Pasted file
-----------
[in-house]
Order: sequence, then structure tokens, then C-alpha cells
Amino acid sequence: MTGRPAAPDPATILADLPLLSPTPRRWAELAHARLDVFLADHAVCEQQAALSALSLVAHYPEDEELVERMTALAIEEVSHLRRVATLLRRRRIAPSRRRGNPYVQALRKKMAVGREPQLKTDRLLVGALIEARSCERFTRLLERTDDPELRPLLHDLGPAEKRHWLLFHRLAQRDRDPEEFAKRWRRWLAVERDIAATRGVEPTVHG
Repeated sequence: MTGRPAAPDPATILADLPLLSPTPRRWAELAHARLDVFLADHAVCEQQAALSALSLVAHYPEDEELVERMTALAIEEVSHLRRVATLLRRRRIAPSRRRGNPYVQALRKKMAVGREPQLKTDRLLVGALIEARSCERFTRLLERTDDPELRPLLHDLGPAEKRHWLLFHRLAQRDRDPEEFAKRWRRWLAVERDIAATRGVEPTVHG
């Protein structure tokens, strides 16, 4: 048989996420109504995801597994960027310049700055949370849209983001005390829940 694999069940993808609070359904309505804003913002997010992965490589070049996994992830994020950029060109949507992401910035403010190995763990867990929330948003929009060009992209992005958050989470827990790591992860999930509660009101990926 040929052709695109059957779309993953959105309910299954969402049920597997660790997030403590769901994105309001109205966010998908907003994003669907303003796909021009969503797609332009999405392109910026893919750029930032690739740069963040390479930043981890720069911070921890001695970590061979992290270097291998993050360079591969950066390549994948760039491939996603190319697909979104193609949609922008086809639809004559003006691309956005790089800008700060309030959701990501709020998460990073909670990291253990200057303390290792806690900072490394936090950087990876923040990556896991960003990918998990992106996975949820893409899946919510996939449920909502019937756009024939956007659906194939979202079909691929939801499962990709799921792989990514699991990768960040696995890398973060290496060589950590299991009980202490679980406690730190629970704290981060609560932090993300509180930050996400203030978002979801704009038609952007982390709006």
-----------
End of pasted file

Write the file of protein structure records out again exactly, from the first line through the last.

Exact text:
[in-house]
Order: sequence, then structure tokens, then C-alpha cells
Amino acid sequence: MTGRPAAPDPATILADLPLLSPTPRRWAELAHARLDVFLADHAVCEQQAALSALSLVAHYPEDEELVERMTALAIEEVSHLRRVATLLRRRRIAPSRRRGNPYVQALRKKMAVGREPQLKTDRLLVGALIEARSCERFTRLLERTDDPELRPLLHDLGPAEKRHWLLFHRLAQRDRDPEEFAKRWRRWLAVERDIAATRGVEPTVHG
Repeated sequence: MTGRPAAPDPATILADLPLLSPTPRRWAELAHARLDVFLADHAVCEQQAALSALSLVAHYPEDEELVERMTALAIEEVSHLRRVATLLRRRRIAPSRRRGNPYVQALRKKMAVGREPQLKTDRLLVGALIEARSCERFTRLLERTDDPELRPLLHDLGPAEKRHWLLFHRLAQRDRDPEEFAKRWRRWLAVERDIAATRGVEPTVHG
């Protein structure tokens, strides 16, 4: 048989996420109504995801597994960027310049700055949370849209983001005390829940 694999069940993808609070359904309505804003913002997010992965490589070049996994992830994020950029060109949507992401910035403010190995763990867990929330948003929009060009992209992005958050989470827990790591992860999930509660009101990926 040929052709695109059957779309993953959105309910299954969402049920597997660790997030403590769901994105309001109205966010998908907003994003669907303003796909021009969503797609332009999405392109910026893919750029930032690739740069963040390479930043981890720069911070921890001695970590061979992290270097291998993050360079591969950066390549994948760039491939996603190319697909979104193609949609922008086809639809004559003006691309956005790089800008700060309030959701990501709020998460990073909670990291253990200057303390290792806690900072490394936090950087990876923040990556896991960003990918998990992106996975949820893409899946919510996939449920909502019937756009024939956007659906194939979202079909691929939801499962990709799921792989990514699991990768960040696995890398973060290496060589950590299991009980202490679980406690730190629970704290981060609560932090993300509180930050996400203030978002979801704009038609952007982390709006």